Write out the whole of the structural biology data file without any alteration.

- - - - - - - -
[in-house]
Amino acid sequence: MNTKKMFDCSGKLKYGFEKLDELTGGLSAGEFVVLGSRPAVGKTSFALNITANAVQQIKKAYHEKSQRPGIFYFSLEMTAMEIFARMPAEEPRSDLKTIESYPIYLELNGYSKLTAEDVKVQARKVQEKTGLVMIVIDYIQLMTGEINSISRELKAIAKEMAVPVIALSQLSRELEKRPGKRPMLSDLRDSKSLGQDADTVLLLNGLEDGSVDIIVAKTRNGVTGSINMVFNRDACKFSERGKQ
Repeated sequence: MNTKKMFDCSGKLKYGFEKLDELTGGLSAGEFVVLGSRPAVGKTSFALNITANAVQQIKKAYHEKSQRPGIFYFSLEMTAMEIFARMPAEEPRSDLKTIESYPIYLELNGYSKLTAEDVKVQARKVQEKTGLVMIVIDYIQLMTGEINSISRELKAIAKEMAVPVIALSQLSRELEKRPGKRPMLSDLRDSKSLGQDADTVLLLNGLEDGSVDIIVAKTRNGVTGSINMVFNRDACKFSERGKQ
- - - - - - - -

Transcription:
[in-house]
Amino acid sequence: MNTKKMFDCSGKLKYGFEKLDELTGGLSAGEFVVLGSRPAVGKTSFALNITANAVQQIKKAYHEKSQRPGIFYFSLEMTAMEIFARMPAEEPRSDLKTIESYPIYLELNGYSKLTAEDVKVQARKVQEKTGLVMIVIDYIQLMTGEINSISRELKAIAKEMAVPVIALSQLSRELEKRPGKRPMLSDLRDSKSLGQDADTVLLLNGLEDGSVDIIVAKTRNGVTGSINMVFNRDACKFSERGKQ
Repeated sequence: MNTKKMFDCSGKLKYGFEKLDELTGGLSAGEFVVLGSRPAVGKTSFALNITANAVQQIKKAYHEKSQRPGIFYFSLEMTAMEIFARMPAEEPRSDLKTIESYPIYLELNGYSKLTAEDVKVQARKVQEKTGLVMIVIDYIQLMTGEINSISRELKAIAKEMAVPVIALSQLSRELEKRPGKRPMLSDLRDSKSLGQDADTVLLLNGLEDGSVDIIVAKTRNGVTGSINMVFNRDACKFSERGKQ